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Contextual Resources

FLASHBACK TO 2007: BC Green Infrastructure Partnership promoted a new way-of-way thinking about land development —— prelude to the Ecological Accounting Protocol


To develop a common understanding, the Green Infrastructure Partnership unveiled a cascading hierarchy. “Desired outcomes for water sustainability and green infrastructure can be achieved through infrastructure standards that reflect a full and proper understanding of the relationship between land and water”, stated Kim Stephens.

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Water is a Form-Maker: Partnership for Water Sustainability showcased Ecological Accounting Protocol at FLOWnGROW workshop in the Okanagan (Nov 2016)


“Whether discussing the economy or ecological challenges, the significance and relevance of the findings from Flow and Grow is that they will be replicable throughout the province and beyond,” stated Ted van der Gulik. “The reason for this applicability is that the workshop focus was on the impacts of climate change and the need to plan now for a water sustainable future.”

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Ian McHarg’s “Design With Nature” vision has influenced development of the Ecological Accounting Protocol


Renowned landscape architect, writer and educator Ian L. McHarg (1920-2001) was best known for introducing environmental concerns in landscape architecture. His 1969 book Design With Nature pioneered the concept of environmental planning. “The title contains a gradient of meaning. It can be interpreted as simply descriptive of a planning method, deferential to places and peoples, it can invoke the Grand Design, it can emphasize the conjunction with and, finally it can be read as an imperative. DESIGN WITH NATURE!,” wrote Ian McHarg.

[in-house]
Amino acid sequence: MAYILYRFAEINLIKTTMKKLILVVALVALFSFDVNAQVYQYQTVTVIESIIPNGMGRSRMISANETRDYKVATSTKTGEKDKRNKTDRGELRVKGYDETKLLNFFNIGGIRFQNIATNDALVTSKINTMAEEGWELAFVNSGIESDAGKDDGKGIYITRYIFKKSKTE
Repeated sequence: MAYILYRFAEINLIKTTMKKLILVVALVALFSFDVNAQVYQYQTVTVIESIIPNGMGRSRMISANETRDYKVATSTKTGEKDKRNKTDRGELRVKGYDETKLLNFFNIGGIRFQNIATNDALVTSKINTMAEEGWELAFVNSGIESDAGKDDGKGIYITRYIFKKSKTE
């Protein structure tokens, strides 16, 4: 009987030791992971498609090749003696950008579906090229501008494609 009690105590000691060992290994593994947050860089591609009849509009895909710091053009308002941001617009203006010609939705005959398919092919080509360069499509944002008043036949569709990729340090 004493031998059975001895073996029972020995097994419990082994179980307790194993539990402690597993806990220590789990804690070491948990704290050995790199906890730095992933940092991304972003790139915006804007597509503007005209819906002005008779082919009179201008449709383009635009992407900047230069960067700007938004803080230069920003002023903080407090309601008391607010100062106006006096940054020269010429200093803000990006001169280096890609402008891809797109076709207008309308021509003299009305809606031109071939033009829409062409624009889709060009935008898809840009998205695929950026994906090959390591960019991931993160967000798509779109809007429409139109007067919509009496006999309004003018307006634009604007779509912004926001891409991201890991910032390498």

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FLASHBACK TO 2009: How does a community weigh the benefits and liabilities of change driven by demand for land use? – contextual article by Tim Pringle is a foundation piece for Ecological Accounting Protocol


The key principle is that settlement and ecology are equal values and they must be as much in balance as possible for wellbeing of human and natural systems. “If we were in fact measuring ecological values, there would be more ‘weights’ (reliable data) on the ecology side of the balance scale; thus leading to more informed conclusions and hence different decisions,” stated Tim Pringle.

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